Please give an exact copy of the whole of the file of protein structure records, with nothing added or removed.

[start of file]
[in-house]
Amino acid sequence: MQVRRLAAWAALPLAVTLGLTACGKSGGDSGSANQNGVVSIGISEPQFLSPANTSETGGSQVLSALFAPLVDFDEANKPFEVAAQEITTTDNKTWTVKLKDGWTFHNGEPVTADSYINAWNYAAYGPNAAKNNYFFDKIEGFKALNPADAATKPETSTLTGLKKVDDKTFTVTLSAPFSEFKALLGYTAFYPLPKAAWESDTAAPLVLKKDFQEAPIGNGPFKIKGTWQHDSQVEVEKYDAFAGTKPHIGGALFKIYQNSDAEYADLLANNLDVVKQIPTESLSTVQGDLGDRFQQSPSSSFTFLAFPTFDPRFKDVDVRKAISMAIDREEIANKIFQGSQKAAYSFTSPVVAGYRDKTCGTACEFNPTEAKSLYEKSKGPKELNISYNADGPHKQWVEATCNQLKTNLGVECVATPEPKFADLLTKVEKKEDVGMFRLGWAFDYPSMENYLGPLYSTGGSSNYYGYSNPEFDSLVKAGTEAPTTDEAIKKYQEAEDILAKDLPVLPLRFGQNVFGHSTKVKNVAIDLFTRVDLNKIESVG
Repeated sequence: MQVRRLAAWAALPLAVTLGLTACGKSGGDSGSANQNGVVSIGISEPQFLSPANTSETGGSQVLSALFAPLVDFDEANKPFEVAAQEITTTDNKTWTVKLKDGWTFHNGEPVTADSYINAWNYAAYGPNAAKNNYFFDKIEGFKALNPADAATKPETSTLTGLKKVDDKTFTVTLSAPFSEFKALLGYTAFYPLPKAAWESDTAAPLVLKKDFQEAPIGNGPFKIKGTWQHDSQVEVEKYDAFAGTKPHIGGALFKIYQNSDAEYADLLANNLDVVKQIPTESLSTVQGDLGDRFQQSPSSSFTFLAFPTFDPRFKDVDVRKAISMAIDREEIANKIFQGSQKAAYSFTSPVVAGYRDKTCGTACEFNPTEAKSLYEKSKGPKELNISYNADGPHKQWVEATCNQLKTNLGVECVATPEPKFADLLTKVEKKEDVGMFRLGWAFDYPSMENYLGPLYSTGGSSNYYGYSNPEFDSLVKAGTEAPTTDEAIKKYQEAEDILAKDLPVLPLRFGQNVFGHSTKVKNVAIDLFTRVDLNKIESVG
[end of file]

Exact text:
[in-house]
Amino acid sequence: MQVRRLAAWAALPLAVTLGLTACGKSGGDSGSANQNGVVSIGISEPQFLSPANTSETGGSQVLSALFAPLVDFDEANKPFEVAAQEITTTDNKTWTVKLKDGWTFHNGEPVTADSYINAWNYAAYGPNAAKNNYFFDKIEGFKALNPADAATKPETSTLTGLKKVDDKTFTVTLSAPFSEFKALLGYTAFYPLPKAAWESDTAAPLVLKKDFQEAPIGNGPFKIKGTWQHDSQVEVEKYDAFAGTKPHIGGALFKIYQNSDAEYADLLANNLDVVKQIPTESLSTVQGDLGDRFQQSPSSSFTFLAFPTFDPRFKDVDVRKAISMAIDREEIANKIFQGSQKAAYSFTSPVVAGYRDKTCGTACEFNPTEAKSLYEKSKGPKELNISYNADGPHKQWVEATCNQLKTNLGVECVATPEPKFADLLTKVEKKEDVGMFRLGWAFDYPSMENYLGPLYSTGGSSNYYGYSNPEFDSLVKAGTEAPTTDEAIKKYQEAEDILAKDLPVLPLRFGQNVFGHSTKVKNVAIDLFTRVDLNKIESVG
Repeated sequence: MQVRRLAAWAALPLAVTLGLTACGKSGGDSGSANQNGVVSIGISEPQFLSPANTSETGGSQVLSALFAPLVDFDEANKPFEVAAQEITTTDNKTWTVKLKDGWTFHNGEPVTADSYINAWNYAAYGPNAAKNNYFFDKIEGFKALNPADAATKPETSTLTGLKKVDDKTFTVTLSAPFSEFKALLGYTAFYPLPKAAWESDTAAPLVLKKDFQEAPIGNGPFKIKGTWQHDSQVEVEKYDAFAGTKPHIGGALFKIYQNSDAEYADLLANNLDVVKQIPTESLSTVQGDLGDRFQQSPSSSFTFLAFPTFDPRFKDVDVRKAISMAIDREEIANKIFQGSQKAAYSFTSPVVAGYRDKTCGTACEFNPTEAKSLYEKSKGPKELNISYNADGPHKQWVEATCNQLKTNLGVECVATPEPKFADLLTKVEKKEDVGMFRLGWAFDYPSMENYLGPLYSTGGSSNYYGYSNPEFDSLVKAGTEAPTTDEAIKKYQEAEDILAKDLPVLPLRFGQNVFGHSTKVKNVAIDLFTRVDLNKIESVG